I took a trip to the San Francisco Bay Area last week for a project. As with any travel, there are blocks of free time. Also as usual, there were many things to do online and almost everywhere had free WiFi available including airports, coffee shops, and the hotel. Since I have so many points on Southwest, they even provided free WiFi on the flights. All the free WiFi hotspots were “open networks.” Those are the networks that don’t have a little lock symbol by their names and you log in using a separate webpage. The airport hotspots had ads, “watch this short video and get 30 minutes of free WiFi.” This was great, it all worked well, but what about security? How public is public Wifi? The lack of security on free public WiFi has been in the news regularly in the past year.
- Fox News – http://www.foxnews.com/tech/2012/12/08/5-tips-to-stay-safe-on-public-wi-fi/
- eWeek – http://www.eweek.com/security/slideshows/public-wifi-security-10-things-to-remember-before-signing-on/
- InformationWeek – http://www.informationweek.com/byte/personal-tech/wireless/open-public-wi-fi-how-to-stay-safe/240149727
These articles are basically correct. Personally, I use a Virtual Private Network (VPN) on any Public WiFi while traveling. There are several good companies, some are free, but I prefer to pay for Witopia because they seem to be the most reliable. But Southwest airlines WiFi didn’t work while connected to the VPN. Was it worth the risk to get some work done? Could somebody on my Southwest flight see my email password on this “public” WiFi? This required some complicated research to determine what was really going on technically. Once I returned, I installed a WiFi data capture program on my laptop and looked directly at the data my iPhone was sending and receiving.
The results were fascinating. The common iPhone apps I use while traveling did actually encrypt the data. Even if somebody captured the WiFi data on the flight, they would not be able to see my passwords. These apps included Mail, Flipboard, Google+, LinkedIn, Twitter, Facebook, and Tumblr. Logging into certain websites with Safari was a serious problem through since passwords were sent over the public WiFi for anybody to see. The only exceptions were websites where the HTTP part of the address was replaced by HTTPS which stands for “HTTP Secure” connection. If I logged into my email through webmail and the address was HTTP and not HTTPS, anybody could capture my password. This was obviously not good.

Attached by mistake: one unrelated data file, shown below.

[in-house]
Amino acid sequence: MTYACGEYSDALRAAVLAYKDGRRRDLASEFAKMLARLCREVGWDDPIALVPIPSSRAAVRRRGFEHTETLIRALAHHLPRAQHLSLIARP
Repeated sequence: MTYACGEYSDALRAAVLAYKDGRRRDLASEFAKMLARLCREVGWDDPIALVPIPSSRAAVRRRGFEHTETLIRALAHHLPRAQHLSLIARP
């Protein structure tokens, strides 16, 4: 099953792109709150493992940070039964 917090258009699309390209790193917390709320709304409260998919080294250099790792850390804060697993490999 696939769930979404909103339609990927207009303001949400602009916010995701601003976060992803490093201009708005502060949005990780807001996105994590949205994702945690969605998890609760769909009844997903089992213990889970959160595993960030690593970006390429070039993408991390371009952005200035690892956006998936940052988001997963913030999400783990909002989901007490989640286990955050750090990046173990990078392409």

To summarize, public WiFi is a great convenience, but be careful. It is best to use a VPN connection. Do this by connecting first to the public WiFi hotspot, logging into the hotel or airport website, then once the connection is established, start your VPN software. To find a good, free VPN provider, just do a Google search for “free VPN” before you next trip. You can then enjoy that free public WiFi in comfort and safety.
About a year ago somebody said to me, “Hey, wouldn’t it be great if there were an iPhone app to do XYZ?” I thought this sounded interesting, so I downloaded Apple’s free IOS app creation software and started reading Apple’s very good documentation. Apple made it clear that I needed to learn Objective C, the app programming language, but that wasn’t too hard. I then started programming and the documentation began to describe the details of IOS app programming: the model / view / controller design pattern, instance variables, methods, message objects, inheritance, encapsulation, ugh. It was about then I realized my brains were pushing my eyeballs out of my head, so I stopped. What was my problem? This was Apple’s “easy” programming environment and tons of people were creating apps. Why couldn’t I?
The answer was that “the easy way” is easy from a programmer’s perspective since writing a program for a modern computer with a multitasking, multithreaded graphical operating system is hard. I researched this. It is hard like rocket science is hard.
Enter the genius programmers over at Buzztouch who decided to make a website to help the rest of us create apps. There are still design challenges, but no messy code. You create each screen of your iPhone app on their website using their “plugins” and then their website creates the complicated code for you. It is pure genius!